A test pilot who flew the F-35 in mock air battles in January 2015, against an older (and much cheaper) F-16D, reported that the newfangled jet was incapable of outmaneuvering the F-16 in a dogfight. That was true even though the test was rigged by making the F-16 carry heavy extra fuel tanks to slow it down.

That result confirmed a computer simulation run in 2008 by analysts at RAND, an Air Force contractor. They reported that in a hypothetical conflict with Chinese air and naval forces, the F-35 was quickly wiped out. America’s latest jet suffered “inferior acceleration, inferior climb [rate], inferior sustained turn capability,” they wrote. “Also has lower top speed. Can’t turn, can’t climb, can’t run.”

The F-35’s builders have proven their superiority at political firepower, however. The Center for Responsive Politics reported that in 2014 the plane’s main contractor, Lockheed Martin, forked over $4.1 million in campaign contributions, supplemented by $7.6 million in contributions from three subcontractors: Northrop Grumman, United Technologies, and BAE. Their money poured into members of the House Armed Services Committee, House Appropriations Committee and Senate Appropriations Committee, as well as Senate Majority Leader Mitch McConnell of Kentucky.

The F-35 isn’t the only dysfunctional weapons procurement program draining money today. Its predecessor, the F-22, proved to be an expensive dog, suffering a critical failure after every 1.7 hours of flight, on average. Although first flown in 1997, it was not allowed into combat until 2014, on a mission over Syria.

Or take the Navy’s Littoral Combat Ship. Designed for missions close to shore, it has an experimental aluminum hull that may be vulnerable to rough seas and melt at high temperatures (such as caused by a missile or bomb strike). No one will know for sure until at least 2018, but in the meantime, 24 ships have been built or are under construction. Defense Secretary Ashton Carter has asked for cutbacks in the program, but the Navy is in open revolt.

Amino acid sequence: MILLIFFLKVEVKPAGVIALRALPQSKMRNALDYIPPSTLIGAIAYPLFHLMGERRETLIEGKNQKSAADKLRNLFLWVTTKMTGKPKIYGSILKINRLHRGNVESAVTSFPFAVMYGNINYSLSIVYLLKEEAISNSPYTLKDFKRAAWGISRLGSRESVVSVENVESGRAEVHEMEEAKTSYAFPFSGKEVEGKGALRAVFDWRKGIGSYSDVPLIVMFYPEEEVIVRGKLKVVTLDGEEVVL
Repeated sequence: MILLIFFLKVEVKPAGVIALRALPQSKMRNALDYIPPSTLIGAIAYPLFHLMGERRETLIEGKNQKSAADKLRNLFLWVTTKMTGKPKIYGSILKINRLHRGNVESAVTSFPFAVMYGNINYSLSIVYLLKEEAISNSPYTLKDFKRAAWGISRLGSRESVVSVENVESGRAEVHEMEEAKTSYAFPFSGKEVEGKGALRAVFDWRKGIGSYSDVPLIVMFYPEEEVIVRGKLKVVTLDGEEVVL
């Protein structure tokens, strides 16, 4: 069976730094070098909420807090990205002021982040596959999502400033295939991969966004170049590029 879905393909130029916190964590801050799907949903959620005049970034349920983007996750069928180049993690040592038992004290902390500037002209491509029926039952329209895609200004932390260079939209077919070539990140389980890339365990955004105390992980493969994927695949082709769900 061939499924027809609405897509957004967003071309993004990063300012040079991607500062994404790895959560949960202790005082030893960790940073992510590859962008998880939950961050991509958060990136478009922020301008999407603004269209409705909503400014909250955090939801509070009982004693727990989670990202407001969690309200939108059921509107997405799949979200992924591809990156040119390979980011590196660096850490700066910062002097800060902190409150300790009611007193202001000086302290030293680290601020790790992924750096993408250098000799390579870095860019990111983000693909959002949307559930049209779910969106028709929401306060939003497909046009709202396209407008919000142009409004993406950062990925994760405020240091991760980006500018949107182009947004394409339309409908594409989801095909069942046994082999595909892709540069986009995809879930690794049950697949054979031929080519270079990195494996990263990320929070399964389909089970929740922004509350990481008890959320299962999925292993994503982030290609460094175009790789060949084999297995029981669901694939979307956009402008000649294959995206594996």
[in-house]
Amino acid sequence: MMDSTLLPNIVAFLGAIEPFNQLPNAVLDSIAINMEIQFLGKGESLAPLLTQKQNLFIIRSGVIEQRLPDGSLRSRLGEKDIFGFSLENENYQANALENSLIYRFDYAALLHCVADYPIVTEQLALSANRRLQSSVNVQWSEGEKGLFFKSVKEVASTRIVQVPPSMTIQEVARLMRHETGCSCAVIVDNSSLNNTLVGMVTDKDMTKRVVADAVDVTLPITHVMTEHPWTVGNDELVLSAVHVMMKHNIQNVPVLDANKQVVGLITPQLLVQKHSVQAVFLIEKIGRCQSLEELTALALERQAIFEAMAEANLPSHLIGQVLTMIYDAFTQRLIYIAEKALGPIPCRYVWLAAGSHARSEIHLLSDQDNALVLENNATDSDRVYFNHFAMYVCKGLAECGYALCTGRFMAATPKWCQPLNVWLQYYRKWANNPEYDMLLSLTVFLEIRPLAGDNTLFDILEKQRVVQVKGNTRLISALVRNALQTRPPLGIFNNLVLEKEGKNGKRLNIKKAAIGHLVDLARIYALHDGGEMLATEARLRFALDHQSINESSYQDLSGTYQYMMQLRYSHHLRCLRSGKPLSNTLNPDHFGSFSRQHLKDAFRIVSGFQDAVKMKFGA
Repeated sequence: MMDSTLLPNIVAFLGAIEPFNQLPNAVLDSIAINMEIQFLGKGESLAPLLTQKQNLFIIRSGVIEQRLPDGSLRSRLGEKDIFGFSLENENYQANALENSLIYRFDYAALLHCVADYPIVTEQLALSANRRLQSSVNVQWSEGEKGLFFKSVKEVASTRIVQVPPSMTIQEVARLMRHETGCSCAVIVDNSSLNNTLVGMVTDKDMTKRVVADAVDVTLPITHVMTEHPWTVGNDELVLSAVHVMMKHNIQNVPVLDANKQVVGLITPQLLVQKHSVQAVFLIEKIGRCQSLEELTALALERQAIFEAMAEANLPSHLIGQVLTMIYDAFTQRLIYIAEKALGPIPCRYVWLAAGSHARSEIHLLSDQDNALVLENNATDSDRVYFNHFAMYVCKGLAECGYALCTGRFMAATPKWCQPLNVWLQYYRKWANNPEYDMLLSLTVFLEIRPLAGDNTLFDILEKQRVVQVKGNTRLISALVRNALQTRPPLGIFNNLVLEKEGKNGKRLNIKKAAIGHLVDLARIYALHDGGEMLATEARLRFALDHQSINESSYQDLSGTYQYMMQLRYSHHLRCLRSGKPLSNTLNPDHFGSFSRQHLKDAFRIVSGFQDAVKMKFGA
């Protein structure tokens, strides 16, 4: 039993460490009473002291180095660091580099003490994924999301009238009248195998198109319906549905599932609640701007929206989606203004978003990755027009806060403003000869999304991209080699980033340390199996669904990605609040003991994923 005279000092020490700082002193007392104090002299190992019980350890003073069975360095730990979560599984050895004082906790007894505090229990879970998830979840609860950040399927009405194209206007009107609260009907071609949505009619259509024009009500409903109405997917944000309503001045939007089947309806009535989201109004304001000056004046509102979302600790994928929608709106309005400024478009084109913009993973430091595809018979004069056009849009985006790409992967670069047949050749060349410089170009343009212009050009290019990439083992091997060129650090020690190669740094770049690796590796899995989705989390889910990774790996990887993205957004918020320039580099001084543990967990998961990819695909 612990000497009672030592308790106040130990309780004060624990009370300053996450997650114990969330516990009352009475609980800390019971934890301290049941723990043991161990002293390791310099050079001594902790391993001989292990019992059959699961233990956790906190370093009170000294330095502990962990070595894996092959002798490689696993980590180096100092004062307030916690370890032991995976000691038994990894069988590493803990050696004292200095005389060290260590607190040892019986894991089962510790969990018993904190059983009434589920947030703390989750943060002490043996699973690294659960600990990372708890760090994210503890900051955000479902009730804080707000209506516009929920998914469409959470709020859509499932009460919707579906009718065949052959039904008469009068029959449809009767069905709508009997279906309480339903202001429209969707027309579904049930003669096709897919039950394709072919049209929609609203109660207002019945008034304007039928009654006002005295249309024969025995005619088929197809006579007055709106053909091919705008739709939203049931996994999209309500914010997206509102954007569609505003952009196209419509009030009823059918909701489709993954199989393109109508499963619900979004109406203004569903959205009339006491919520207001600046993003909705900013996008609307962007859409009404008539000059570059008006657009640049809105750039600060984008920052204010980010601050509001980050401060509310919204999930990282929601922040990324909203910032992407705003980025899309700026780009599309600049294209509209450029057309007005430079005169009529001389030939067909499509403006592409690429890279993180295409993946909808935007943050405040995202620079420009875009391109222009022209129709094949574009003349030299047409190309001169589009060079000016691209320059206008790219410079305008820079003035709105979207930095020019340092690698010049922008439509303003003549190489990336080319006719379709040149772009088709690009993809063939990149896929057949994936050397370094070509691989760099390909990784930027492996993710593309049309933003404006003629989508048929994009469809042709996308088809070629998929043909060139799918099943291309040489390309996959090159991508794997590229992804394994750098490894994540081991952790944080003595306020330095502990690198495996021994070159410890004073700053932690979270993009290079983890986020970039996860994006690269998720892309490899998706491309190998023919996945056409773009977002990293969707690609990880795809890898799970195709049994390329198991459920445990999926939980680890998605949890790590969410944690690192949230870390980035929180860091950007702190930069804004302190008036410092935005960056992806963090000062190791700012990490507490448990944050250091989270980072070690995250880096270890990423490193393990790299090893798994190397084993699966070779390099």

But don’t applaud the Pentagon’s civilian leadership too quickly for challenging the Navy. Carter reportedly wants to use some of the savings from the ship program to buy more F-35 fighter jets.

Jonathan Marshall is an independent researcher living in San Anselmo, California. Some of his previous articles for Consortiumnews were “Risky Blowback from Russian Sanctions”; “Neocons Want Regime Change in Iran”; “Saudi Cash Wins France’s Favor”; “The Saudis’ Hurt Feelings”; “Saudi Arabia’s Nuclear Bluster”; “The US Hand in the Syrian Mess”; and Hidden Origins of Syria’s Civil War.” ]

 

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25 comments for “Feeding the Military-Industrial Complex

  1. ORAXX
    February 1, 2016 at 10:57 am

    The idea that the United States has no alternative but to spend nearly as much on defense as the rest of the world combined, is the greatest con job in human history. Read Eisenhower’s farewell speech. Read it over and over until you memorize it. What Ike said is still completely valid.

    • JWalters
      February 1, 2016 at 2:19 pm

      “the greatest con job in human history”

      It’s certainly one of the nominees. The corruption is breathtaking. And deadly.

      • Alex T
        February 1, 2016 at 4:14 pm

        The greatest con job in human history is the creation of fractional reserve banking and the FED ponzi which funds the MICs insatiable appetite.

        • Fred
          February 2, 2016 at 8:23 am

          Alex T is absolutely right. But the FED con is difficult to see and not easily understood, the MIC con is basically right in your face.

    • Abbybwood
      February 1, 2016 at 2:49 pm

      Yeah, seriously.

      People keep jabbering about how Sanders wants to give “free” health care to all Americans, “free” college education (to those with the ability/desire for college) etc.